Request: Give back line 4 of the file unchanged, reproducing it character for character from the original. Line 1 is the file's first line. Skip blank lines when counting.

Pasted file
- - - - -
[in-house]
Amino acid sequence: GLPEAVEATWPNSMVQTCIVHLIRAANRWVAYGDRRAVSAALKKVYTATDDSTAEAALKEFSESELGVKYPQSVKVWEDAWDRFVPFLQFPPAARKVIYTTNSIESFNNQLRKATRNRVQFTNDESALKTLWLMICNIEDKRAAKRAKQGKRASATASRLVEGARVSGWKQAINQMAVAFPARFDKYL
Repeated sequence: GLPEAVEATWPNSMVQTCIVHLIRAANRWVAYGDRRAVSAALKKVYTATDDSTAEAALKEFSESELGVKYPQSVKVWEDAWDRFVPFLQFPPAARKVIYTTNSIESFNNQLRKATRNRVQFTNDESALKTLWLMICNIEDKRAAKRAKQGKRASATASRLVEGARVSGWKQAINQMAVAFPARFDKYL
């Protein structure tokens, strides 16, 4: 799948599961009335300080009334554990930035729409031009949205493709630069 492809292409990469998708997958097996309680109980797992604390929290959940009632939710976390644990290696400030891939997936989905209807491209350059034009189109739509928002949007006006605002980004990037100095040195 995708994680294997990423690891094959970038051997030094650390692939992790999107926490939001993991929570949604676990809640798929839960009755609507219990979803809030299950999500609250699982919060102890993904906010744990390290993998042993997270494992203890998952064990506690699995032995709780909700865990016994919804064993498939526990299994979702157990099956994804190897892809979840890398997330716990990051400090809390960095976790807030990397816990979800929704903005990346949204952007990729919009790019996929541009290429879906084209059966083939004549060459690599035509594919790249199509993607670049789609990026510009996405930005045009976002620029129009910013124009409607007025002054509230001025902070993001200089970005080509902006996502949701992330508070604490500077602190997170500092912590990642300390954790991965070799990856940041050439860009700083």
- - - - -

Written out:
């Protein structure tokens, strides 16, 4: 799948599961009335300080009334554990930035729409031009949205493709630069 492809292409990469998708997958097996309680109980797992604390929290959940009632939710976390644990290696400030891939997936989905209807491209350059034009189109739509928002949007006006605002980004990037100095040195 995708994680294997990423690891094959970038051997030094650390692939992790999107926490939001993991929570949604676990809640798929839960009755609507219990979803809030299950999500609250699982919060102890993904906010744990390290993998042993997270494992203890998952064990506690699995032995709780909700865990016994919804064993498939526990299994979702157990099956994804190897892809979840890398997330716990990051400090809390960095976790807030990397816990979800929704903005990346949204952007990729919009790019996929541009290429879906084209059966083939004549060459690599035509594919790249199509993607670049789609990026510009996405930005045009976002620029129009910013124009409607007025002054509230001025902070993001200089970005080509902006996502949701992330508070604490500077602190997170500092912590990642300390954790991965070799990856940041050439860009700083």